Can Obama Win as a War President?

With high unemployment and minimal job growth, Obama can't run on the economy. Can he win as commander in chief?

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The Republicans aiming for the White House might be well-advised to pack it in on foreign policy for a while and cede the field to President Obama. While they've got a case to make against his economic stewardship, their national security critiques are increasingly at odds with the facts on the ground.

The narrative from Mitt Romney, Rick Santorum, Newt Gingrich and other candidates is that Obama is a weakling who continually apologizes for America, doesn't believe we're exceptional, cedes leadership to other nations, mistreats Israel, and is overseeing our march toward lesser-power status. The problem with those narratives is that they are, for the most part, false -- and obviously so.

Obama has brought his party close to parity with the Republican Party when it comes to which one voters trust more to keep the nation safe. In a world ever more complicated, dangerous and economically fragile, he can make a strong argument that he deserves re-election based his record as commander in chief. That may not be enough to offset the pain of the recession and voters' desire for change, but Republicans are bolstering his case in at least two ways: One, some are making unforced errors on foreign policy and two, as they court conservative primary voters, the GOP candidates may be misreading the type of foreign policy most Americans want.

The operating assumption among most of them is that the public yearns for the good old bellicose days when George W. Bush divided the world into with us or against us, talked about the axis of evil, invaded two countries, and decided we would stick around indefinitely to rebuild them as modern democracies. Yet Obama's election was a rejection of that approach. The public had turned against the wars in Afghanistan and Iraq, and remains against them. People have even been wary of Obama's limited deployment of U.S. military and diplomatic muscle in Libya, though it was in concert with NATO and Libyan rebel forces and there were no U.S. troops on the ground there.

Now Obama has announced that by the end of the year nearly all U.S. troops will be out of Iraq, a move which Romney and Michele Bachmann attacked as a negotiating failure that put U.S. victories at risk, but which will no doubt seem overdue to some of the two-thirds of Americans who oppose the war.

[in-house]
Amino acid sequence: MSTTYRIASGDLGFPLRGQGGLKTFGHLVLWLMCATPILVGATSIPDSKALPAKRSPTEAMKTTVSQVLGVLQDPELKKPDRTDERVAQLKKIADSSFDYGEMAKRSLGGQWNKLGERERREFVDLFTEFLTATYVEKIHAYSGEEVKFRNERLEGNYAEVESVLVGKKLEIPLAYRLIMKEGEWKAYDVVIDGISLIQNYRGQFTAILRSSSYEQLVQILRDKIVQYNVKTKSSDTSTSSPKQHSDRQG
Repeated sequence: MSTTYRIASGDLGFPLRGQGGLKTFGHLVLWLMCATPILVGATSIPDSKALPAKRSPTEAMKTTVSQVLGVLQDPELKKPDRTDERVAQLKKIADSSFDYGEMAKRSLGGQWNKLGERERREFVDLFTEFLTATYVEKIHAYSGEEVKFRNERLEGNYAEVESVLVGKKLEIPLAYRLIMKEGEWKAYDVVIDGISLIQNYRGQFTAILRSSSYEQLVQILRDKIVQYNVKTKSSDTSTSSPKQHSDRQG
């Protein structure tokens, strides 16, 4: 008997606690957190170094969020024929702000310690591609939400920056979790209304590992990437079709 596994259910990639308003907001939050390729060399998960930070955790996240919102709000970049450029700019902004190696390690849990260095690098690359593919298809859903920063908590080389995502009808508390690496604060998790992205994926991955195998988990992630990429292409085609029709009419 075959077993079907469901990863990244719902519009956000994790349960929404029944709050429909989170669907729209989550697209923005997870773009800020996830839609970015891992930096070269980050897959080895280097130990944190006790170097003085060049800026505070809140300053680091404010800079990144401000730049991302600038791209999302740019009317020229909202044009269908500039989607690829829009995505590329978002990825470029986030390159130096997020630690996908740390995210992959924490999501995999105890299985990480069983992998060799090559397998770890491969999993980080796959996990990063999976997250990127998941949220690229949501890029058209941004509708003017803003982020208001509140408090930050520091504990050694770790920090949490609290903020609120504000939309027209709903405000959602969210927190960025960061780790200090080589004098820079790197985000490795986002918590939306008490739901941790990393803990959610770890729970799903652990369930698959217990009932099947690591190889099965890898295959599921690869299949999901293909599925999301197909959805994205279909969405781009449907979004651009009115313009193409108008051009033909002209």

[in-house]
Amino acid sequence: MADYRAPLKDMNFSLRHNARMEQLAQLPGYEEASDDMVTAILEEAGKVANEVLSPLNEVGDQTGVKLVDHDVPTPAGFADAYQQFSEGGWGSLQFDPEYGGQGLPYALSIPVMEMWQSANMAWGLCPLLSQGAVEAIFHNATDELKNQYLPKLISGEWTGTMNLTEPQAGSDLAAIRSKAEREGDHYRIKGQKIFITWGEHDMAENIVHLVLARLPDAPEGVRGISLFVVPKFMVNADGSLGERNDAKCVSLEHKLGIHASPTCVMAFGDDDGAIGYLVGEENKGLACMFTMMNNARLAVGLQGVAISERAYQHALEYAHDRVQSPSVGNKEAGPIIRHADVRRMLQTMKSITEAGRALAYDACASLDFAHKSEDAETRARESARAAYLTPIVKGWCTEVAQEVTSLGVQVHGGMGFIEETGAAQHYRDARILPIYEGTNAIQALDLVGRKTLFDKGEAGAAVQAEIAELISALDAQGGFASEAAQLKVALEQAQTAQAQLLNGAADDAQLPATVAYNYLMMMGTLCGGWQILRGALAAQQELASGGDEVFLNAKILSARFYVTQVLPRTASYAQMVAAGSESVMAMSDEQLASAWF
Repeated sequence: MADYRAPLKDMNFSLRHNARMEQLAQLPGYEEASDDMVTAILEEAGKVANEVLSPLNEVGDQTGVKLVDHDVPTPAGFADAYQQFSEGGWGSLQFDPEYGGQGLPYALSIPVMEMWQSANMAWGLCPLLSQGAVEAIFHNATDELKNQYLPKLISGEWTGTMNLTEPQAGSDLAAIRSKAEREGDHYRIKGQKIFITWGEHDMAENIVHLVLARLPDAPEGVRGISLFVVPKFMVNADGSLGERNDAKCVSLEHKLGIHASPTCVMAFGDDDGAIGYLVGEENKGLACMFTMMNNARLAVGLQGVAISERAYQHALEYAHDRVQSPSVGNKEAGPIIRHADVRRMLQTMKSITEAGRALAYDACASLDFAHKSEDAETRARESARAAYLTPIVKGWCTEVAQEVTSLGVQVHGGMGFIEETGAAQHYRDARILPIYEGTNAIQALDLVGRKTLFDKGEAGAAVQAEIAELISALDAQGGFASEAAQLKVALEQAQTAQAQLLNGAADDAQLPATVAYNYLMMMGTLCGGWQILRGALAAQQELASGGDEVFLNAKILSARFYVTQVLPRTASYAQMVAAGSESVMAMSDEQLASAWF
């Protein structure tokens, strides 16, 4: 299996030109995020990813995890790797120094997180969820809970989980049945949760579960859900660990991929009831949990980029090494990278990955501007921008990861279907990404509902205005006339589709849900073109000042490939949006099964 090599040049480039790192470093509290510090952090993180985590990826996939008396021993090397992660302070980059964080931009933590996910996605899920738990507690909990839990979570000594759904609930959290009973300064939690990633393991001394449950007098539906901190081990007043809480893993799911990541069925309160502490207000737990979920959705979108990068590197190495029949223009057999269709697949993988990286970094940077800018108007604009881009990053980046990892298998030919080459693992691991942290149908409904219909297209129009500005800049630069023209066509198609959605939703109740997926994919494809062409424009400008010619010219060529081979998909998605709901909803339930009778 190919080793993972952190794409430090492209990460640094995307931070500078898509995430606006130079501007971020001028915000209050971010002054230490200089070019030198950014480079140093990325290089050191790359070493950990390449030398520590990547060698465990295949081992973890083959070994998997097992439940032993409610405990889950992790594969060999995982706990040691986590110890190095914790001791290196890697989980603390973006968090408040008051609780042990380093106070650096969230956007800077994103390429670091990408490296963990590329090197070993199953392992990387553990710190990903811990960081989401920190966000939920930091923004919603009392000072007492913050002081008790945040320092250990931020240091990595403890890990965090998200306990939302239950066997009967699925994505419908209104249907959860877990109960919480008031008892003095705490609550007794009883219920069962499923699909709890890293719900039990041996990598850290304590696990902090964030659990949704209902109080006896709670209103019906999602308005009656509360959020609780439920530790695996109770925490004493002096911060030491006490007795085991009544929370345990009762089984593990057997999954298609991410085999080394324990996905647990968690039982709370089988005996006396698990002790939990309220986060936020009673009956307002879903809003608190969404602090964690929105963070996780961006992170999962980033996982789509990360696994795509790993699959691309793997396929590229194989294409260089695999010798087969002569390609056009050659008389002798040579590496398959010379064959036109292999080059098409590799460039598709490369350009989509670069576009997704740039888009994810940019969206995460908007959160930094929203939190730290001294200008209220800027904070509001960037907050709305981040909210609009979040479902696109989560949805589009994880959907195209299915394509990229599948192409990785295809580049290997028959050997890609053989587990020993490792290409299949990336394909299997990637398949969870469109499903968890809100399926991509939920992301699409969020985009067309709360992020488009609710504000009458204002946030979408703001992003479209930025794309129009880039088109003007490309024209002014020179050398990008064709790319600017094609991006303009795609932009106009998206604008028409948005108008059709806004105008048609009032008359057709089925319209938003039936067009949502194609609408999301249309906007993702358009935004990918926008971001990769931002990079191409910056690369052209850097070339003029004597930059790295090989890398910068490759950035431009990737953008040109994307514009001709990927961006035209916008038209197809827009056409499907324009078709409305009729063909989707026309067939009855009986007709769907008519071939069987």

Furthermore, Obama has an unmatched record of targeting and killing terrorists and helping others to do so. The list starts with Gaddafi and Osama bin Laden, but it hardly ends there. ABC News includes nearly two dozen "senior terrorists" on a list it headlines "The Terrorist Notches on Obama's Belt." And Americans have noticed. A new AP poll finds that 64 percent approve of how Obama is handling terrorism.

What's more, whether it's killing terrorists or navigating the Arab Spring, Obama has been for the most part quiet and judicious and has avoided igniting anti-American sentiment across the globe. The image of the United States abroad improved when he was elected and "views toward the U.S. and Obama remained mostly positive across much of the world" in 2010 and 2011, the Pew Global Attitudes Project reported last month.

While there was a backlash against American power during the Bush presidency, Pew reports that now there are anxieties overseas about a perceived decline in U.S. power due to the rise of China and the troubled global economy. Republicans are trying to exploit that perception, which is also a nagging concern at home, and blame it on Obama.

Obama is second to none in his talk about the need to out-compete China, and is increasingly accusing the GOP of blocking his plans to help America "win the future." Still, this presents an opening for the Republican hopefuls, especially given the Democratic Party's historically weak standing on national security issues. They also have an opening in Obama's detached, low-key leadership style, which can mask the roles he, his administration and the country are playing on the world stage.

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Jill Lawrence is a national correspondent at National Journal. She was previously a columnist at Politics Daily, national political correspondent at USA Today and national political writer at the Associated Press.

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